Updated: May 10, 2019
I recently had the privilege of visiting the Amrut distillery in Bangalore. While I’ve visited before, this time was special as I got to spend time with Mr. Rakshit Jagdale, the third generation Jagdale operating Amrut. As I spoke with him, I really felt that every Indian whisky drinker and beyond must know more about the Amrut story. That led to this piece.
Indian whisky has for a long period been the highest selling whisky in the world. It currently commands approximately half of the world whisky market. Unfortunately, most of the whisky is low budget and includes flavoured and coloured grain or molasses based alcohol in varying quantities perhaps blended with some malt whisky.
However, some Indian whisky producers have garnered the attention of the whisky world. The pioneer in this movement has been Amrut Distillery in Bangalore.
Amrut traces its roots back to 1948 when Mr. Radakrishna N Jagdale founded the distillery, originally as Amrut Laboratories. Over the years Amrut grew steadily to be a leading player in the Indian Made Liquor (IML) category. Amrut ventured into the production of rum and brandy, before they began to distill malt whisky in the 1980s. The malt whisky went into blends that were reportedly of fairly high quality due to a large portion of malt whisky being used in them.
However, the industry slowly started moving to a lighter blend which used less malt whisky, thereby making it cheaper. Amrut was left with no choice but to follow this path. What this meant was that there were large stocks of malt whiskies aging in the Amrut warehouses.
Mr. Neelakanta Rao Jagdale, son of the founder was now at the helm of affairs at Amrut. He suggested to his son, Mr. Rakshit Jagdale who at the time was at business school in Newcastle to work on a project to ascertain if an Indian single malt would gain acceptance in the UK. As Rakshit says, “ We marketed the whisky to several restaurants and bars at the beginning. While there was some amount of appreciation, it was an uphill task to convince the Scots to drink whisky from India.” What Amrut had on their side was a determined team who stuck it out for years to succeed after the Amrut Fusion Single Malt was first launched in 2004. Ashok Chockalingam, the Amrut brand ambassador and Rakshit’s classmate from business school is held in high regard in the industry for traveling across Europe spreading the Amrut brand. And of course, the man behind the whisky, the master distiller Surrinder Kumar, must be mentioned.
It was the Amrut Fusion that really put Amrut on the world map. In 2010, Jim Murray, author of the Whisky Bible declared Fusion as the third best whisky in the world. Since then, there has been no looking back for Amrut, with the Indian market also standing up and taking notice.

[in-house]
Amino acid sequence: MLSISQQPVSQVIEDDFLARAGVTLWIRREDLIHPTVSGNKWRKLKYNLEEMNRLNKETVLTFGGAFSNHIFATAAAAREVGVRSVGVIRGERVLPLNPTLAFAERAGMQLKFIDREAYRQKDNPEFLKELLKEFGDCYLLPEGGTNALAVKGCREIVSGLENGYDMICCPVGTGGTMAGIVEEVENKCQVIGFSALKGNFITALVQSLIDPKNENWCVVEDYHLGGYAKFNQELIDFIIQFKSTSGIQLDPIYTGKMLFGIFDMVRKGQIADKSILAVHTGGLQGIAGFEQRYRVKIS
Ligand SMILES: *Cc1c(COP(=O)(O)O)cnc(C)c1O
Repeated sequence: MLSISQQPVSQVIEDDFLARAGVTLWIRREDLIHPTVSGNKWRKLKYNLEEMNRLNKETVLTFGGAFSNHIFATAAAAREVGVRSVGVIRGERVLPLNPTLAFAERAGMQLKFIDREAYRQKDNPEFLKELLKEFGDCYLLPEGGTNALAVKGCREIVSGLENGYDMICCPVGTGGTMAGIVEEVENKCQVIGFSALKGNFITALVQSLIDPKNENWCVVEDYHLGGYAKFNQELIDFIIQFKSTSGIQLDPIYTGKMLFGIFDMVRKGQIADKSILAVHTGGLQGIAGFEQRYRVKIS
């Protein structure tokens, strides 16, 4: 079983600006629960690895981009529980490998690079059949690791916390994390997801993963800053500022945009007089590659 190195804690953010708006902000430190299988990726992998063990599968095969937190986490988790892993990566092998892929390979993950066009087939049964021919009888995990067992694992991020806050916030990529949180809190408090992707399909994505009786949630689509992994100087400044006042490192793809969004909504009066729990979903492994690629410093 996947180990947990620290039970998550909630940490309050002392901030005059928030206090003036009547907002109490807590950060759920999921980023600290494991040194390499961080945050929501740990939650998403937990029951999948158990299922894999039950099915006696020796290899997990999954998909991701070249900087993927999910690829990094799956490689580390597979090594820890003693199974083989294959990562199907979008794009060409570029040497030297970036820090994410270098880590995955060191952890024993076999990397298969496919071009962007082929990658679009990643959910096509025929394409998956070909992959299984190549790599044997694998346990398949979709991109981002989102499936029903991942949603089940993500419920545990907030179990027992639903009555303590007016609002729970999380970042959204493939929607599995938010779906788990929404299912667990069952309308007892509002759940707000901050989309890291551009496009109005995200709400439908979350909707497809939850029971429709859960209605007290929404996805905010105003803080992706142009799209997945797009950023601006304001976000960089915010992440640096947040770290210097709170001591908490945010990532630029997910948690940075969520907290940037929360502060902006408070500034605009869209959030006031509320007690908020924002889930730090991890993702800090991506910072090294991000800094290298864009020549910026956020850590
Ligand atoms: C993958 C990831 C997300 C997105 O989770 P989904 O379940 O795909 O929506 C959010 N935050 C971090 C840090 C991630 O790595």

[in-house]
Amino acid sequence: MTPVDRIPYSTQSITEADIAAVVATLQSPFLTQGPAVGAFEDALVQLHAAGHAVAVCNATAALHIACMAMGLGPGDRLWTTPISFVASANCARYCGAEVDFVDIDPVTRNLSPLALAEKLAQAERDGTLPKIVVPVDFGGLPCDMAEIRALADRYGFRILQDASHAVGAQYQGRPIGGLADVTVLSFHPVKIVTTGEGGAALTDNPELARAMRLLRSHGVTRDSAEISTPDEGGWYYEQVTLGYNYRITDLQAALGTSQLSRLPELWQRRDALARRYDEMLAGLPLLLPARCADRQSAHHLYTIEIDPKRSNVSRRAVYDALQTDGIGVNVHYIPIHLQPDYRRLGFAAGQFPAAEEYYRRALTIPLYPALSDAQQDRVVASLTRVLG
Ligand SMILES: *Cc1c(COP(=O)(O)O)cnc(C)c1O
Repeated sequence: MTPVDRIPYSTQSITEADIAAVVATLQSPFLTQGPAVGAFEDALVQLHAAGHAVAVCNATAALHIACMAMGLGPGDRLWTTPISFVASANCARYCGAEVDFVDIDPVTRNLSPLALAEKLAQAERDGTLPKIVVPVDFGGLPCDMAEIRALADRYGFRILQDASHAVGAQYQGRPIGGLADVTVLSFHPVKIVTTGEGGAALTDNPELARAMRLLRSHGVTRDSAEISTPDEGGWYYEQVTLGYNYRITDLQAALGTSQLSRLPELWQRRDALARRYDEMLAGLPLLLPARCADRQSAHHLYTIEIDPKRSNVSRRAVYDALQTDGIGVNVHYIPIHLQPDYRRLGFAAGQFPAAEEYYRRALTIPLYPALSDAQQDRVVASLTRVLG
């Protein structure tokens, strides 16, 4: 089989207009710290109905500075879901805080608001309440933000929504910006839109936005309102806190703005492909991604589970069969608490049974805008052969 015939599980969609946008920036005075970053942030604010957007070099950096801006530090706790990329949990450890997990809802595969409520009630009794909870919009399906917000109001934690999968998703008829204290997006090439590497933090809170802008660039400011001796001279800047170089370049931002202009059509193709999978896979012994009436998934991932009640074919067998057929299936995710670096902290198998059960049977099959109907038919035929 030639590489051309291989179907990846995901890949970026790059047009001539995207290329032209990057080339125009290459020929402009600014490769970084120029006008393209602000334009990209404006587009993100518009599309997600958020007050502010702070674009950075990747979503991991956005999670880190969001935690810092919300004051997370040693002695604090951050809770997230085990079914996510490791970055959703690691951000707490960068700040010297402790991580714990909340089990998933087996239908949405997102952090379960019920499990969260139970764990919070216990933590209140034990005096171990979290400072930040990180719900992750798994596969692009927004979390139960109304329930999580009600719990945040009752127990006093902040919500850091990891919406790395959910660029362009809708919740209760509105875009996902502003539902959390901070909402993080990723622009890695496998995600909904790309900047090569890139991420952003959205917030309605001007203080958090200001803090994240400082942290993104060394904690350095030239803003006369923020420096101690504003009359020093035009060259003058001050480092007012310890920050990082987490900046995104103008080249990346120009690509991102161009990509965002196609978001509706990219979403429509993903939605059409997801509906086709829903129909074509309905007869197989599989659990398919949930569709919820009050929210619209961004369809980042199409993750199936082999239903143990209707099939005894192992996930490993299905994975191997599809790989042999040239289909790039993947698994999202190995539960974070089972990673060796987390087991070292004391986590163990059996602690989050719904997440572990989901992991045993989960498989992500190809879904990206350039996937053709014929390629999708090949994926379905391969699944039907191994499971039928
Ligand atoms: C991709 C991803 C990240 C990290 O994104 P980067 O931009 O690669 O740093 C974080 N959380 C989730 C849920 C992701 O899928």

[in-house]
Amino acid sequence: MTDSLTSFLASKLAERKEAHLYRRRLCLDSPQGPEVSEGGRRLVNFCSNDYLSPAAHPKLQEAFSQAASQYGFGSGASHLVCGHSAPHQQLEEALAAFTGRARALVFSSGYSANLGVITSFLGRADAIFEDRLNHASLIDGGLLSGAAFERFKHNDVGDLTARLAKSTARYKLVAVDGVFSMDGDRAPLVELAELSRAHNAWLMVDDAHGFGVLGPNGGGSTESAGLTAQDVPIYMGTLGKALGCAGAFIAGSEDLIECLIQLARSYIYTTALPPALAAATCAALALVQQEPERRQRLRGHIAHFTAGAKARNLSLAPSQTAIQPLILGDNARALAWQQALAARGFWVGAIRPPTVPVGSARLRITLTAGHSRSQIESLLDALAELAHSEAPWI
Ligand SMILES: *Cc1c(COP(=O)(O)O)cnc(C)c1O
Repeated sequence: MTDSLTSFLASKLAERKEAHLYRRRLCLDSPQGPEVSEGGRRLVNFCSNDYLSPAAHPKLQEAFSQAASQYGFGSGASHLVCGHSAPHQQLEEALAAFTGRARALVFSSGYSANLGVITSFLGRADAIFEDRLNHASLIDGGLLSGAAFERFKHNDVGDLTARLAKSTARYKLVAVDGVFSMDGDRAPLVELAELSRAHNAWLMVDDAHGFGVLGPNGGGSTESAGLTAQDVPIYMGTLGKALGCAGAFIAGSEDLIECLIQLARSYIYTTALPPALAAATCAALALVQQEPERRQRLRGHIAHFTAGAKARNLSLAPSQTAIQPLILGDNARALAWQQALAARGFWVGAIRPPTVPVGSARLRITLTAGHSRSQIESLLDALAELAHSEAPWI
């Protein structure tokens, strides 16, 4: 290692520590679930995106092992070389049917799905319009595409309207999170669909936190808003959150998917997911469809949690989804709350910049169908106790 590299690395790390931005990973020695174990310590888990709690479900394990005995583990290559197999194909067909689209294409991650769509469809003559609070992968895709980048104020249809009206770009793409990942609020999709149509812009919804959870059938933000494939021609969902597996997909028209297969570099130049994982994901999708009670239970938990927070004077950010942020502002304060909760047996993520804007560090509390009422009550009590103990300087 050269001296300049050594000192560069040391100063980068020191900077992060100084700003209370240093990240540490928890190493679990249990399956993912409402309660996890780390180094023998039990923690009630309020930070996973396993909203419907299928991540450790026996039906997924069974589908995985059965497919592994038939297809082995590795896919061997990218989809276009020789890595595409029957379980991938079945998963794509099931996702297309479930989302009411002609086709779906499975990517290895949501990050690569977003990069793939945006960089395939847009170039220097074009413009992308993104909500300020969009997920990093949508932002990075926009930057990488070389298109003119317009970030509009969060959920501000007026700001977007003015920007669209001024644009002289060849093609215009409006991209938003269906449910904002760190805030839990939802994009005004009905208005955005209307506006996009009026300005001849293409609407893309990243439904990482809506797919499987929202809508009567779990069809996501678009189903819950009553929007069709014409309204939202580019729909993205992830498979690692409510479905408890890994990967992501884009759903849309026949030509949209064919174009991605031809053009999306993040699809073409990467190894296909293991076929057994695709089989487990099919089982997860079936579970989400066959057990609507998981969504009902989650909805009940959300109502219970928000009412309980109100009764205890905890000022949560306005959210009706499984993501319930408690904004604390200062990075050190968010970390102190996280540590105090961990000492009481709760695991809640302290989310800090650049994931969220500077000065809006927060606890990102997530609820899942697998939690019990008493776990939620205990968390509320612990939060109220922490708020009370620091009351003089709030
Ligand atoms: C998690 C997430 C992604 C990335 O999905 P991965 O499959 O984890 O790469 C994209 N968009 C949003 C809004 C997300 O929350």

Amrut popularity has reached a point now where the distillery isn't able to keep up with demand. On my visit, I was shown around the new distillery that had been commissioned in late 2018 to keep up with demand. Amrut has scaled up from their original capacity of 350,000 litres per year to now being able to produce just over a million litres annually. It was fascinating hearing about the interesting challenges faced during commissioning of the plant from Rakshit. It was particularly interesting to note that the fully automated plant and all equipment are entirely Indian made. The old plant will now be entirely dedicated to the production of peated whisky and the new plant to unpeated. Rakshit says, "The new stills are exact replicas of the stills at the old distillery. The new make spirit off the new stills is almost a 95% to the spirit from the old stills". This is great news for Amrut fans.
I’m told that a visitor centre is also in the works. This is exciting news for Indian whisky fans, close on the heels of the visitor centre at Paul John distillery opening in 2018.
If that wasn't exciting enough, while walking through the old distillery I came across their newly commissioned gin still. Watch out for a high-quality Bangalore made gin very soon!
The Amrut core range for the Indian market includes the Indian Single Malt (unpeated), Peated Indian Single Malt, Fusion (75% unpeated Indian barley and 25% peated Scottish barley) and the recently introduced blended malts – Amalgam and Amalgam Peated. The Amalgams are blends of malts from Amrut with malts from other distilleries from Asia and Scotland.
The majority of the best malts that Amrut makes however are for the export market. Some of them include the Spectrum, Portonova, Intermediate Sherry, Kadhambam, several single cask releases, independent bottlings and more. My personal favourites are the Spectrum 005 and the Amrut 100 Peated.
I was lucky to taste the new make at the distillery and though I've been to many distilleries, this is one of the best new makes I've ever had. It was luscious, malty and had a beautiful citric liveliness. I got to try some limited editions as well that were very special.
I would highly recommend seeking out Amrut whisky wherever you are. They have truly changed the way Indian whisky is seen around the world.
Special thanks to Mr. Prakash, GM Amrut Distillery for always being available to answer questions and support in any way
Uday Balaji is the Managing Partner of The Whisky Advisor, your one stop shop for Whisk(e)y training, events, advisory and beyond. Uday is based out of India, but constantly travels across whisky regions learning and passing on knowledge about whiskies from across the world. Get in touch with him at uday[at]thewhiskyadvisor.[com] if you would like to collaborate.